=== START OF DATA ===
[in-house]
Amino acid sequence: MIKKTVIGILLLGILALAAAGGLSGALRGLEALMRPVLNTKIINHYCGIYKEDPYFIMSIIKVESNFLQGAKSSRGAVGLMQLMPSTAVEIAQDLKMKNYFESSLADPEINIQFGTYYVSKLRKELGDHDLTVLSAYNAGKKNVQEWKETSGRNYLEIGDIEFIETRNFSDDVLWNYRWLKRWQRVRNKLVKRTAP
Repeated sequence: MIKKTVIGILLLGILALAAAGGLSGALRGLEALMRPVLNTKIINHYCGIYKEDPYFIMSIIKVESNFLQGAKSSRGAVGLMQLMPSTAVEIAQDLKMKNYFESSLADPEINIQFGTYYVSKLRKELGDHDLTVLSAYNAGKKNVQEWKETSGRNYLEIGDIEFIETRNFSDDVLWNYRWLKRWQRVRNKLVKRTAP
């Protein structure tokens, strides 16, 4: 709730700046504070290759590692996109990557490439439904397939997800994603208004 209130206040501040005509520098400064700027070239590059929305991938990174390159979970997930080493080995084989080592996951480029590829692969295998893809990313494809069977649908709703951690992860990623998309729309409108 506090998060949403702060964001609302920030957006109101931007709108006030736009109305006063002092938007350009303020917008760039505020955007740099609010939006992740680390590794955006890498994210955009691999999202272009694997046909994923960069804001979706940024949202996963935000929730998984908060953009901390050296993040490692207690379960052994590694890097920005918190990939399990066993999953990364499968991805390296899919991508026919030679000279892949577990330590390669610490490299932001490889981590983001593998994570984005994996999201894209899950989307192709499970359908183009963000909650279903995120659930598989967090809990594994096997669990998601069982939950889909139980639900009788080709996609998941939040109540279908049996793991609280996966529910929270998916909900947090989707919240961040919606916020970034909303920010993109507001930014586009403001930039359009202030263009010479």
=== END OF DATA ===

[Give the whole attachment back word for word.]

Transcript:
[in-house]
Amino acid sequence: MIKKTVIGILLLGILALAAAGGLSGALRGLEALMRPVLNTKIINHYCGIYKEDPYFIMSIIKVESNFLQGAKSSRGAVGLMQLMPSTAVEIAQDLKMKNYFESSLADPEINIQFGTYYVSKLRKELGDHDLTVLSAYNAGKKNVQEWKETSGRNYLEIGDIEFIETRNFSDDVLWNYRWLKRWQRVRNKLVKRTAP
Repeated sequence: MIKKTVIGILLLGILALAAAGGLSGALRGLEALMRPVLNTKIINHYCGIYKEDPYFIMSIIKVESNFLQGAKSSRGAVGLMQLMPSTAVEIAQDLKMKNYFESSLADPEINIQFGTYYVSKLRKELGDHDLTVLSAYNAGKKNVQEWKETSGRNYLEIGDIEFIETRNFSDDVLWNYRWLKRWQRVRNKLVKRTAP
């Protein structure tokens, strides 16, 4: 709730700046504070290759590692996109990557490439439904397939997800994603208004 209130206040501040005509520098400064700027070239590059929305991938990174390159979970997930080493080995084989080592996951480029590829692969295998893809990313494809069977649908709703951690992860990623998309729309409108 506090998060949403702060964001609302920030957006109101931007709108006030736009109305006063002092938007350009303020917008760039505020955007740099609010939006992740680390590794955006890498994210955009691999999202272009694997046909994923960069804001979706940024949202996963935000929730998984908060953009901390050296993040490692207690379960052994590694890097920005918190990939399990066993999953990364499968991805390296899919991508026919030679000279892949577990330590390669610490490299932001490889981590983001593998994570984005994996999201894209899950989307192709499970359908183009963000909650279903995120659930598989967090809990594994096997669990998601069982939950889909139980639900009788080709996609998941939040109540279908049996793991609280996966529910929270998916909900947090989707919240961040919606916020970034909303920010993109507001930014586009403001930039359009202030263009010479």